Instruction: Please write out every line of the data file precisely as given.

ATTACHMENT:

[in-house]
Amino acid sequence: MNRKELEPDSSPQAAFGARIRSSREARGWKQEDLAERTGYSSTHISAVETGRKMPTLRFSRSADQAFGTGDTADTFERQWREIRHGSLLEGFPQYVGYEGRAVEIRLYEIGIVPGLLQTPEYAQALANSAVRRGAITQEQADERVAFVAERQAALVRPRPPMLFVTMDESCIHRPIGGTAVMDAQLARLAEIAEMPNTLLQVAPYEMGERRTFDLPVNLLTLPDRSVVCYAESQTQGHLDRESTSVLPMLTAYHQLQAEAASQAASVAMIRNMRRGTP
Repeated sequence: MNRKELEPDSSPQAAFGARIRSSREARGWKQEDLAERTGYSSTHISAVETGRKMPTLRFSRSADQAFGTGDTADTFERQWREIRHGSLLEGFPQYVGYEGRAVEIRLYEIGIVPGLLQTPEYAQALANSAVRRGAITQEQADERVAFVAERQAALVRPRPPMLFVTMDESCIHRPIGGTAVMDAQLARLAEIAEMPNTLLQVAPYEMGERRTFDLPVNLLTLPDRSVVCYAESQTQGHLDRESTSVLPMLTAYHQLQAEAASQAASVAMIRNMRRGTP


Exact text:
[in-house]
Amino acid sequence: MNRKELEPDSSPQAAFGARIRSSREARGWKQEDLAERTGYSSTHISAVETGRKMPTLRFSRSADQAFGTGDTADTFERQWREIRHGSLLEGFPQYVGYEGRAVEIRLYEIGIVPGLLQTPEYAQALANSAVRRGAITQEQADERVAFVAERQAALVRPRPPMLFVTMDESCIHRPIGGTAVMDAQLARLAEIAEMPNTLLQVAPYEMGERRTFDLPVNLLTLPDRSVVCYAESQTQGHLDRESTSVLPMLTAYHQLQAEAASQAASVAMIRNMRRGTP
Repeated sequence: MNRKELEPDSSPQAAFGARIRSSREARGWKQEDLAERTGYSSTHISAVETGRKMPTLRFSRSADQAFGTGDTADTFERQWREIRHGSLLEGFPQYVGYEGRAVEIRLYEIGIVPGLLQTPEYAQALANSAVRRGAITQEQADERVAFVAERQAALVRPRPPMLFVTMDESCIHRPIGGTAVMDAQLARLAEIAEMPNTLLQVAPYEMGERRTFDLPVNLLTLPDRSVVCYAESQTQGHLDRESTSVLPMLTAYHQLQAEAASQAASVAMIRNMRRGTP